The Old Testament Scriptures anticipated Jesus Christ and were fulfilled in Him. Romans 15:3 quotes from Psalm 69:9. There David speaks of his alienation from his own people. Why? Because “the zeal of Thy House consumes me”, the first part of the verse, and then, “the insults of those who insult you has fallen on me”. You might remember that the first part of this verse is quoted on John when the disciples remember after the fact Jesus’ zeal for the Temple after he drove out the money-changers. Now Paul quotes the second half of the verse to illustrate a truth that Christians ought to experience as well. We ought to be insulted because we receive the insults of a fallen world upon their Creator. David was so insulted, Jesus was, and so ought we to be. But as Paul reminds us here, our encouragement doesn’t come from the world, it comes from the Lord through the pages of Scripture. If Jesus was so insulted, wasn’t He also glorified? If He was condemned, wasn’t He also raised?
The predictable reaction of the world to Christians notwithstanding, we ought never to fear the insults hurled at our faith. Whether they be crass and crude, or reasoned and philosophized, we stand among giants of faith when those insults fall upon us. For these pages tell us that a greater reward awaits us. If we are failed upon, Will we not be exalted? What is our hope? Do we not hope to see the One who received insults at the cross and was raised again? Do we not look forward to see One humiliated beyond measure for our peace?
Don’t look to the pages of Facebook to find your encouragement. Find your hope within the verses of Scripture.
I know, ironically you are probably reading this one Facebook. “Forget the bird, follow the river”. Only nerds will get that reference. God bless you today and may you find your peace in Him.
It ought to be to the Church’s shame that this statement is every uttered. This hearkens back to the last question, but it is the more naked resentment and hurt feelings. It is hard to win back those who have had a prior relationship with your church. “A brother offended is more unyielding than a strong city, and quarreling is like the bars of a castle.” (Pro 18:19 ESV)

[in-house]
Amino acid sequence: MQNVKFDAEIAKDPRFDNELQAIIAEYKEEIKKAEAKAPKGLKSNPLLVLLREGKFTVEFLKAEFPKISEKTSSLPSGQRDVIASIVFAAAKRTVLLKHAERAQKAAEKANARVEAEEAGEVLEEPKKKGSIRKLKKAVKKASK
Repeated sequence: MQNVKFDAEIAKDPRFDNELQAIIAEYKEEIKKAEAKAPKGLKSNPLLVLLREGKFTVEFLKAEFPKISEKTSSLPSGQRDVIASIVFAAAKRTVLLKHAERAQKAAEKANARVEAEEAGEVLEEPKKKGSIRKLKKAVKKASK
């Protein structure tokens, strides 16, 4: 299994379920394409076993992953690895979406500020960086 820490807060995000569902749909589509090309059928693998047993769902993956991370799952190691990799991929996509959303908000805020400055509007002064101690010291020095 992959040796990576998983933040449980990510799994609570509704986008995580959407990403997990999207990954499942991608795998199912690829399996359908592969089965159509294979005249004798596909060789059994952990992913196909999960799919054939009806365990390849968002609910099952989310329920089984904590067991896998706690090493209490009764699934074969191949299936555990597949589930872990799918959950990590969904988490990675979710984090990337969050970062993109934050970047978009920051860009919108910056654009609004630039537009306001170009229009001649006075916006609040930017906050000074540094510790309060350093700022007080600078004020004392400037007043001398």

Again, the problem seems complicated. There are a couple of possibilities. The person in question is complaining because he or she doesn’t “feel” loved. At some point in the past, someone offended them and now they believe that everyone in the church feels the same way as that individual, since no one else offered an apology, or came and visited their home (I have heard this expressed). More likely no one else knows about the offense. It is just as likely, everyone knows the person who did the offending, and don’t want to “rock the boat”. This kind of church believes that one person leaving the church is easier to stomach with than confronting with the Offender. Personally, I believe that such an Offender needs to be dealt with as Ananias and Sapphira, but that is God’s judgment to decide, not mine.
However, for the offended, they are depriving the whole fellowship of the Body of Christ by not attending any Church because of their own hurt feelings. The Whole body suffers when one suffers (1 Corinthians 12:26). This behavior is selfish, that is, it cannot see past itself and its own pain. And such a one believes that it is he who deserves the apology from all, or even a few, rather to take the example of Christ, and accept the suffering for His sake. They may well be owed an apology, but is it for them decide whether this grievance should keep them from all fellowship? Did Christ demand an apology from the Jews who insulted him at the foot of the cross? Does Christ demand an apology from you every time you insult Him by ignoring Him, or pushing him aside for your own priorities? What this question shows isn’t a greater holiness, but a lack of grace, though such was extended to them through Christ. (Matthew 18:21-35)